Award
THE NATIONAL PRESS CLUB

Accepts entries starting
Entry Deadline
Decision Date
Ceremony Date
Entry Fee (See Details)
Monetary or Material Award (See Details)

About the Award

ICIJ has decided to suspend the Daniel Pearl Awards for 2015 while we consider the future of the award. We remain committed to recognizing the world’s best international investigative reporting, and are currently assessing how ICIJ can best support cross-border journalism. We will provide further updates in the near future.

The Daniel Pearl Awards for Outstanding International Investigative Reporting are unique among journalism prizes worldwide in that they were created specifically to honor cross-border investigative reporting. Formerly the ICIJ Awards, the prizes were renamed in 2008 in honor of Wall Street Journal reporter Daniel Pearl, who was slain by militants in Pakistan in 2002.

Past ICIJ award winners have reported about abuses faced by immigrants in American workplaces; the involvement of Sweden in the CIA secret renditions program; and allegations of sexual exploitation of Congolese women and children by United Nations peacekeepers, among other issues of world importance.

The competition, held biennially, is open to any professional journalist or team of journalists of any nationality working in any medium.

Notable Winners

2011
International: Organized Crime and Corruption Reporting Project: Offshore Crime, Inc. This investigation uncovered how Eastern European criminals and corrupt politicians use offshore havens as fronts for money laundering, tax evasion, and drug and weapon smuggling.

U.S.: Mimi Chakarova, Center for Investigative Reporting: The Price of Sex. Photojournalist Chakarova reveals in riveting detail the underground criminal networks and the experiences of Eastern European women forced into prostitution abroad.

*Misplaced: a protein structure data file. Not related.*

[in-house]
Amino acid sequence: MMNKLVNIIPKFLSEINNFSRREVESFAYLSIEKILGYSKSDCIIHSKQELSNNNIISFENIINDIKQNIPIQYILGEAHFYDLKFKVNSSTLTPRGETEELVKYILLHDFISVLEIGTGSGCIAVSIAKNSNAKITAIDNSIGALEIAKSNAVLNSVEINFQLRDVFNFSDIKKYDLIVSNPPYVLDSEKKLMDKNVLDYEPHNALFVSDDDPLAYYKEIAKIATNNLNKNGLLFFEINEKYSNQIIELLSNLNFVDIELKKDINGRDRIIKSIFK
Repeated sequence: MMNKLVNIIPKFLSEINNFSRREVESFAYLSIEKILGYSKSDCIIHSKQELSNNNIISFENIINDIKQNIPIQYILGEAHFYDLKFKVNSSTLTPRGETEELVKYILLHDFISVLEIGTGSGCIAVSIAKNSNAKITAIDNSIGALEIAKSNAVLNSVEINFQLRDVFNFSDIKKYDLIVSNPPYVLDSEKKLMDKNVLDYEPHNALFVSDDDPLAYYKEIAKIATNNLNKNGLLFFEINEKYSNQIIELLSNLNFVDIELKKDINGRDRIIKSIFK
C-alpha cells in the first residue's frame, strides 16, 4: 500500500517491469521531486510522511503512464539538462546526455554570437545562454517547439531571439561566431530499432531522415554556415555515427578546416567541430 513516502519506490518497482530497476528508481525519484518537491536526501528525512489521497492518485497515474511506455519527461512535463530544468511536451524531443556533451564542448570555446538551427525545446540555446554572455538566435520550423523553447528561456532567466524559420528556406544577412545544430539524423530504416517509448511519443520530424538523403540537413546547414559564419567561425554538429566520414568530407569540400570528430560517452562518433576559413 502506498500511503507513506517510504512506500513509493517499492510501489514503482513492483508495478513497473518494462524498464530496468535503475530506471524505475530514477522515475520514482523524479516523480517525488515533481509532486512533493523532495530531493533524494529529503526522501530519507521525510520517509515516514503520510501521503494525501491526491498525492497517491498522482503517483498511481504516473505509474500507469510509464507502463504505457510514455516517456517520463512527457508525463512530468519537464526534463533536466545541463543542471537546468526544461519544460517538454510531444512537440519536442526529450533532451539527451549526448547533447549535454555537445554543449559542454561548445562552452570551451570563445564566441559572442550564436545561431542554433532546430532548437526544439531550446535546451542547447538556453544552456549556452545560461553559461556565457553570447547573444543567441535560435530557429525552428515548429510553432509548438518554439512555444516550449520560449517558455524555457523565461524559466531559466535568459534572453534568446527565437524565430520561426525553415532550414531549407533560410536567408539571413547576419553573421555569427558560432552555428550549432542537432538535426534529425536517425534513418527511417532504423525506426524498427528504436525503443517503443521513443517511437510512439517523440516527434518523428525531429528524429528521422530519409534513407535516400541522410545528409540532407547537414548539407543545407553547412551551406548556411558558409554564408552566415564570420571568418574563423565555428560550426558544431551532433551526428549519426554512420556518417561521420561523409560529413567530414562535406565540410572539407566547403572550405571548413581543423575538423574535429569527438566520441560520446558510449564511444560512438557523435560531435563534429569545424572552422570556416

2010
Kjersti Knudsson and Synnove Bakke, Norwegian Broadcasting Corp.; David Leigh, The Guardian; Meirion Jones and Liz MacKean, BBC Newsnight; Jeroen Trommelen, de Volkskrant (Western Europe), for “Trafigura’s Toxic Waste Dump,” which exposed how a powerful offshore oil trader tried to cover up the poisoning of 30,000 West Africans.

Aram Roston, The Nation (United States), for How the US Funds the Taliban on how Pentagon military contractors in Afghanistan routinely pay millions of dollars in protection money to the Taliban to move supplies to U.S. troops.

Jury

A five-member jury of international journalists selects the winners.

Monetary/Material Award Details

Two $5,000 first prizes are awarded: one to a U.S.-based reporter or news organization and the other to a non-U.S.-based journalist or news organization.

Five $1,000 prizes are awarded to the five finalists

Eligibility Requirements

Any professional journalist or team of journalists of any nationality is eligible to submit an individual investigative piece of work, or single-subject series, on a transnational topic of world significance. Works produced in print, broadcast, and online media are eligible; books are not eligible. In the case of a team of journalists, the first name listed on the application shall be deemed to be the designated representative of the team.

Work must have been first published or broadcast in general information media between JULY 15, 2011, and APRIL 30, 2013. The story or series must involve on-the-ground reporting in at least two countries. Work is eligible without regard to the language in which it originally appeared. However, entries submitted in the original language must be accompanied by a comprehensive story summary in English. English-language subtitles on video entries are preferred but not mandatory. Audio entries should be sent on CD, with accompanying script; video entries on DVD format, with accompanying script. Six copies of each submission are required. No e-mail submissions accepted.

Entry Fee Details

Required Material

Include a brief synopsis of the story/series and explain the background of the project, identifying the issues and key players. Describe what led you to the topic, any unusual conditions you or your team faced in developing the project, and whether the investigation had any ramifications. If there were any challenges to the content of the story/series that were not reported in the original work, you must describe them in your letter. The submission letter should be in English and no longer than two typed pages.

Curriculum vitae must be submitted for every reporter named in the entry.

Entry Format

Mail Entries to:

ICIJ @ THE CENTER FOR PUBLIC INTEGRITY,
910 17TH STREET NW,
7TH FLOOR,
WASHINGTON, DC 20006, USA

Awards are made payable to the individual journalist responsible for the winning work or, in the case of a team of journalists, to the team’s designated representative. The Pearl Awards will be announced at the Global Investigative Journalism Conference in Rio de Janeiro, Brazil, in October 2013.

Contact Information

TEL: 202-466-1300
FAX: 202-466-1101
E-MAIL: [email protected]

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